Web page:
In recent years some hospitals have paid particular attention to supporting a culture of “doing no harm”. It might seem strange for places that we associate with healing and restoring health to have such a focus when their intention and motivation is to restore people to health and participation in life. In fact this “no harm” approach is designed to make them even more successful at healing by reviewing and reflecting on what might have happened in particular treatments that caused the patient harm or distress. Importantly “no harm” review is also a “no blame” review so that people feel free to identify ways that the work they have done can be improved. Making these changes has helped the hospitals get closer to fulfilling their mission of healing.

Schools could have a similar focus. No school sets out to harm or negatively affect a student or staff member but the very nature of our institutions and our culture can have negative impacts along the way. In health one of the hardest steps to take was to get Doctors to acknowledge that there might have been some bad decisions in a treatment. Establishing the no harm approach has required a change of culture within the profession. Similarly, If schools are to be able to address areas where delivery or engagement has not been strong, without redress, they will also need to have a climate that allows teachers to acknowledge that when they identify an area of their performance that could be improved there are no negative repercussions.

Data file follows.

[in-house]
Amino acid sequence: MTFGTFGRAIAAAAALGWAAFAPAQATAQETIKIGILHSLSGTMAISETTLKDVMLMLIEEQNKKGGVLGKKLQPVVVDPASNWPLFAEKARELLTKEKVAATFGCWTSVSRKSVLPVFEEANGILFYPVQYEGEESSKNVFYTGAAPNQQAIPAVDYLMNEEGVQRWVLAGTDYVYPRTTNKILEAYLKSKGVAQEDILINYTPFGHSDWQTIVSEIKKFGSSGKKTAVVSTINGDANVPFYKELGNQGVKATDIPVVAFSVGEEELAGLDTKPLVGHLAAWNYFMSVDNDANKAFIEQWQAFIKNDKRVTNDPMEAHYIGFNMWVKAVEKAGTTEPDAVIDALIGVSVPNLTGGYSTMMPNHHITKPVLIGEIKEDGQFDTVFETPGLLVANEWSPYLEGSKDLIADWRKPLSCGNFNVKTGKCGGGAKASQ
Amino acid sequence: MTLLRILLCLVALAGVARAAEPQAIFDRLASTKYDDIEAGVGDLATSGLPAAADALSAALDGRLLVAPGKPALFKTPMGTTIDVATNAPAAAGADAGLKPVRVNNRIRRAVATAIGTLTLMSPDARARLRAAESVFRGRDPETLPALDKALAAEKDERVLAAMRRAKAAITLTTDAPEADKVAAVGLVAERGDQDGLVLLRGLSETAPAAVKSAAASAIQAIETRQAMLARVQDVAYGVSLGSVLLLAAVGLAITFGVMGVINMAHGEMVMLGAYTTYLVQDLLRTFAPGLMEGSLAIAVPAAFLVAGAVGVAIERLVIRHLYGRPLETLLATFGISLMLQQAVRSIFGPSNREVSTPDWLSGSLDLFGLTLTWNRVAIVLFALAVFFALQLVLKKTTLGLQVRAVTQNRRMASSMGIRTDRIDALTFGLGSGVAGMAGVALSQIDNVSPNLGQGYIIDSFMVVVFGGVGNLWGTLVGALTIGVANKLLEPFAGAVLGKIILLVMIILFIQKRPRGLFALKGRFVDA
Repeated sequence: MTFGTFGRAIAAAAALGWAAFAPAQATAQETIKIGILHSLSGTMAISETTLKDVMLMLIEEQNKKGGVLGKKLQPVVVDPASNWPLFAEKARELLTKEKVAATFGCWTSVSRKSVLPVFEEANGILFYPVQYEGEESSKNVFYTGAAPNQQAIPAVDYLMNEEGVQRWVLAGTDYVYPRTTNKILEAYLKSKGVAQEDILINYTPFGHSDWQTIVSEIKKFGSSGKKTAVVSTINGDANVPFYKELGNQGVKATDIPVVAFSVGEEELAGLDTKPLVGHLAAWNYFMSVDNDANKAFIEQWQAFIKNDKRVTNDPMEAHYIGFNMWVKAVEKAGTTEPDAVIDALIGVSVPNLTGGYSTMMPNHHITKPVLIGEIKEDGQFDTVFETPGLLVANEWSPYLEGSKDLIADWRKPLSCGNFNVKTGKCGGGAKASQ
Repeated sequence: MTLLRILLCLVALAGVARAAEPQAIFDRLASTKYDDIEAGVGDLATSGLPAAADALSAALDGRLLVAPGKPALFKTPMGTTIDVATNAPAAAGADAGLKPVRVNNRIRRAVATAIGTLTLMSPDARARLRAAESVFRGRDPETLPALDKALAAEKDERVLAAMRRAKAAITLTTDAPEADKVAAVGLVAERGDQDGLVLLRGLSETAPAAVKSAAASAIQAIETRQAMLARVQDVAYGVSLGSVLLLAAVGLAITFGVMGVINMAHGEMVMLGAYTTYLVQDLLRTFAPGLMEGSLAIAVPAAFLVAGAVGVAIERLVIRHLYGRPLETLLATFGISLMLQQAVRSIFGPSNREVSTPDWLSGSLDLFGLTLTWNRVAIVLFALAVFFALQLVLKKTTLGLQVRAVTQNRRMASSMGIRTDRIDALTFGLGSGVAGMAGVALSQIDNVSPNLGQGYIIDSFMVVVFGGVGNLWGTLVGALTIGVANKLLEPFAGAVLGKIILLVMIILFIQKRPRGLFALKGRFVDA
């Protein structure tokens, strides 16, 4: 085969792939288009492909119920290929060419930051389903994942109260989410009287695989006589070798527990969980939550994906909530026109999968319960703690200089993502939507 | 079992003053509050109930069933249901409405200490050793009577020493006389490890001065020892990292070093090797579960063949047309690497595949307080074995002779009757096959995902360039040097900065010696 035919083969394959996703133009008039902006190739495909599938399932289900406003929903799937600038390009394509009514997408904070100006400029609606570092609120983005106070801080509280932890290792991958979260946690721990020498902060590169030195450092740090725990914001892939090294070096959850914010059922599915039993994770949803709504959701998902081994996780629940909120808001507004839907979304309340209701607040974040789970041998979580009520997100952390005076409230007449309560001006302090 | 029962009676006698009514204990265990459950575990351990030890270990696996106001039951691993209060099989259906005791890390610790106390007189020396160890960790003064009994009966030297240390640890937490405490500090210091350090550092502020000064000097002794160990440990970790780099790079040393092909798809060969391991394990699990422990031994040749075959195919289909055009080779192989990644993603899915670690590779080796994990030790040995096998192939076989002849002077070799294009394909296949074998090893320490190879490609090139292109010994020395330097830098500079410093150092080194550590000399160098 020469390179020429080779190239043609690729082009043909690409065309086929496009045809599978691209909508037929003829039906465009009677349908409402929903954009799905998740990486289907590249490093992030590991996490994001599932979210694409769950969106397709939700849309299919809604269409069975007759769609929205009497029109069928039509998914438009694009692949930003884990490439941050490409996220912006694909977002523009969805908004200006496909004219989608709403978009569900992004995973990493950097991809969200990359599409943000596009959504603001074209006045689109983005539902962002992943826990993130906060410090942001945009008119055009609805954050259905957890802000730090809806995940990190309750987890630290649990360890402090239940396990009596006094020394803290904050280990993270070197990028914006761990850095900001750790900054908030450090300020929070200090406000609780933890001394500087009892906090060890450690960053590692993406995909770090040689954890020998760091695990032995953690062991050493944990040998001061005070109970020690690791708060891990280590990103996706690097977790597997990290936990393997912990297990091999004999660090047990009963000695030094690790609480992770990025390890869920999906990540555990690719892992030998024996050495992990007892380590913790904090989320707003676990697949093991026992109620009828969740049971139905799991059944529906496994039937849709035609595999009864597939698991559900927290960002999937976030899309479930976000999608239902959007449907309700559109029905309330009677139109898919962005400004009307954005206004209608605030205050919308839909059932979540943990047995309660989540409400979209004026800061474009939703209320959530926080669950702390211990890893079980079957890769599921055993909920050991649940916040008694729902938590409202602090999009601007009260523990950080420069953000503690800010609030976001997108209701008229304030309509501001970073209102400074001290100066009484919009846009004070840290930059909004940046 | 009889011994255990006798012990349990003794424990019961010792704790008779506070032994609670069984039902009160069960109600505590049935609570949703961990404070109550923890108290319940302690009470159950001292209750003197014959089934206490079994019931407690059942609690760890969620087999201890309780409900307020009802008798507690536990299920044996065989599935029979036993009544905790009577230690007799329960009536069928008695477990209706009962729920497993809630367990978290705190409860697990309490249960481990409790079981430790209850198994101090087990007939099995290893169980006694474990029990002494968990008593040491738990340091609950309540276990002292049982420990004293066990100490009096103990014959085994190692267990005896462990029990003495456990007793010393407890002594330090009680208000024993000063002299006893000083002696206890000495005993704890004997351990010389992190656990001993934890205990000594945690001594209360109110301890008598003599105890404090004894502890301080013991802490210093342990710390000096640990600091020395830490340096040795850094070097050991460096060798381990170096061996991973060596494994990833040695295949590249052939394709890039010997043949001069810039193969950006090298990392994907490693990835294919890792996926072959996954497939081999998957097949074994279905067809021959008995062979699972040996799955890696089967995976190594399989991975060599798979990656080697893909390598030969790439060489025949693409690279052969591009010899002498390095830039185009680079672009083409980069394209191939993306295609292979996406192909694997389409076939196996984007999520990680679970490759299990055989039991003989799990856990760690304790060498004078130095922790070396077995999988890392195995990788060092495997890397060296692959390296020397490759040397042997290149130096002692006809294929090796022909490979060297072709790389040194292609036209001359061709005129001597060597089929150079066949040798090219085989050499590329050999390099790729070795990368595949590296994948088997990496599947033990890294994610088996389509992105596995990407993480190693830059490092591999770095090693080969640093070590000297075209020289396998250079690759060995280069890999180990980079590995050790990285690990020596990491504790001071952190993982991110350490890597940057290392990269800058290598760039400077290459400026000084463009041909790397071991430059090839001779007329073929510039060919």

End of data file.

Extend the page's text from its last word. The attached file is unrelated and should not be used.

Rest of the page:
Identifying, reflecting and addressing changes within organisations is an important step in improving outcomes for everyone. Hospitals, schools, police or any organisation will benefit from this culture, particularly when people feel free to own their mistakes without major consequences.

In my experience it is not uncommon for teachers to resist this sort of process. I have wondered if it is because teachers spend their life assessing others that they find the act of being assessed quite challenging. Creating a climate where we can hear opportunities for development that make a real difference to people is critical for a healthy culture.  It does not matter whether it is a hospital or a school or service organisation the culture created by its leaders will determine whether people feel free to engage in personal growth and development through mentoring and feedback. Systemic change that engages everyone in supporting and improving an organisation is fundamental to excellence in schools.

Paul Ferris